hardware

Auto Industry and Governments Scramble to Alleviate Semiconductor Shortage

Rolling supercomputers face semiconductor shortages
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Volkswagen AG

· less than 3 min read

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Today’s average car has 100 million lines of code, a 10x increase over 2010. And highly automated cars could require 500 million lines of code, according to Bosch. Major global automakers are also gearing up for mass production of software-heavy EVs.

These rolling supercomputers need lots of semiconductors, which are in short supply right now. So far, Volkswagen, Daimler, Ford, Subaru, Toyota, Honda, Nissan, and Fiat Chrysler have announced production cuts as a result.

How did this happen?

A brief timeline, c/o Bloomberg:

  • Hit by a Covid-induced demand shock in mid-2020, carmakers slashed orders for vehicle components, including chips. Auto supply chains run on lean inventory and just-in-time manufacturing doctrines.
  • Semiconductor foundries prioritized production for customers experiencing surging demand.
  • Auto demand bounced back. Carmakers were late to put in orders with contract chipmakers, who were tied up making parts for Nintendo Switches and other hot gadgets.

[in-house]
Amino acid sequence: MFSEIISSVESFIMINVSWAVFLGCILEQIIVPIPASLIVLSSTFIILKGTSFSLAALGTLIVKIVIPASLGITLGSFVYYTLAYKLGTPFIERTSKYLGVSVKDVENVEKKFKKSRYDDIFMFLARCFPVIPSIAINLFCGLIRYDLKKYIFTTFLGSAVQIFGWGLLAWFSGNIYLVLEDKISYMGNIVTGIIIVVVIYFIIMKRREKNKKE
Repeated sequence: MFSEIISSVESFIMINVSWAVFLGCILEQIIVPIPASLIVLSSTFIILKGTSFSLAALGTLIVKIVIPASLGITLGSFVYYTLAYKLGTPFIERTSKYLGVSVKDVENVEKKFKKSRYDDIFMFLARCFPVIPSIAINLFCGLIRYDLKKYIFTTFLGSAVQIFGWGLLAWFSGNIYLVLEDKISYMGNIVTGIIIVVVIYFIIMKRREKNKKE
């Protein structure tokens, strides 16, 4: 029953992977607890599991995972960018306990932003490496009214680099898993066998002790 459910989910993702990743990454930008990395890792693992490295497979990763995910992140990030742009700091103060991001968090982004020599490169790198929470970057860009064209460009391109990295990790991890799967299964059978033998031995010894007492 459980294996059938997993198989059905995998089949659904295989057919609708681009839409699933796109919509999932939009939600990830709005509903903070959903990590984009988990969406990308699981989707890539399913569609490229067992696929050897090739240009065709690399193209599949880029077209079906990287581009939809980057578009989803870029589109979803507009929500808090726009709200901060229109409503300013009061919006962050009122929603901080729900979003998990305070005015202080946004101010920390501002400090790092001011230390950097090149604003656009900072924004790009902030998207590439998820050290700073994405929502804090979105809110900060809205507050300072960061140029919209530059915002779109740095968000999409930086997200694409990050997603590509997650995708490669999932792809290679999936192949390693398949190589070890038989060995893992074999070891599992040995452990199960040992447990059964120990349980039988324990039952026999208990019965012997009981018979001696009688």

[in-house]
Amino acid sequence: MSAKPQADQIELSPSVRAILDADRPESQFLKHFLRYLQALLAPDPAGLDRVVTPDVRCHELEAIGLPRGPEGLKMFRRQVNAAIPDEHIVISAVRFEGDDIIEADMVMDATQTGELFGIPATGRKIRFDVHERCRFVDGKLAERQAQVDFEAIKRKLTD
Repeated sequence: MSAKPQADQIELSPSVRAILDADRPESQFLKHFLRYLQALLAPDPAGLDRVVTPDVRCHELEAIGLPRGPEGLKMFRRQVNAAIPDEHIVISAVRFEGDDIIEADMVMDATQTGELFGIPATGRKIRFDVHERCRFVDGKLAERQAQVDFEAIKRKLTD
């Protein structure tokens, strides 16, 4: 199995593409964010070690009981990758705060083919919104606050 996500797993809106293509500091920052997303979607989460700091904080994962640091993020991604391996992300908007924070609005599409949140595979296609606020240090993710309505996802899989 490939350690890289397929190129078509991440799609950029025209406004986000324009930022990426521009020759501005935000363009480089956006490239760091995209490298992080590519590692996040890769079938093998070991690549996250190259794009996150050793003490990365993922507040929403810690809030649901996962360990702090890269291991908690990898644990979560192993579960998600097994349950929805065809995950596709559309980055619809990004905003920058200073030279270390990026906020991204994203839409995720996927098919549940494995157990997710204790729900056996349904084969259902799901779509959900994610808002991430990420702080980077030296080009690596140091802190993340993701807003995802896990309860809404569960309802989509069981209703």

Automakers have governments on speed dial

European and American automakers have approached Taipei for help. Germany’s economic minister wrote to his Taiwanese counterpart with strong “plz fix” vibes: “I would be pleased if you could take on this matter and underline the importance of additional semiconductor capacities for the German automotive industry to TSMC.”

Taiwan’s economic ministry is running interference and asking chipmakers to pivot to cars. US automakers say they’re coordinating with the Biden administration.

  • Still, the shortage could last for months, leading to more intermittent idling of auto plants.
  • Help is on the horizon later this year: TSMC will spend up to $28 billion on capex in 2021.

The common denominators are TSMC, the world’s largest contract chipmaker, and Taiwan. Specifically referring to semis, JP Morgan’s Ruchir Sharma recently wrote that “pound for pound, [Taiwan] is the most important place in the world.”

Bottom line: Seeing two pretty best friends is more likely than semis fading from prominence in the tech and geopolitical universes.

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Drones, automation, AI, and more. The technologies that will shape the future of business, all in one newsletter.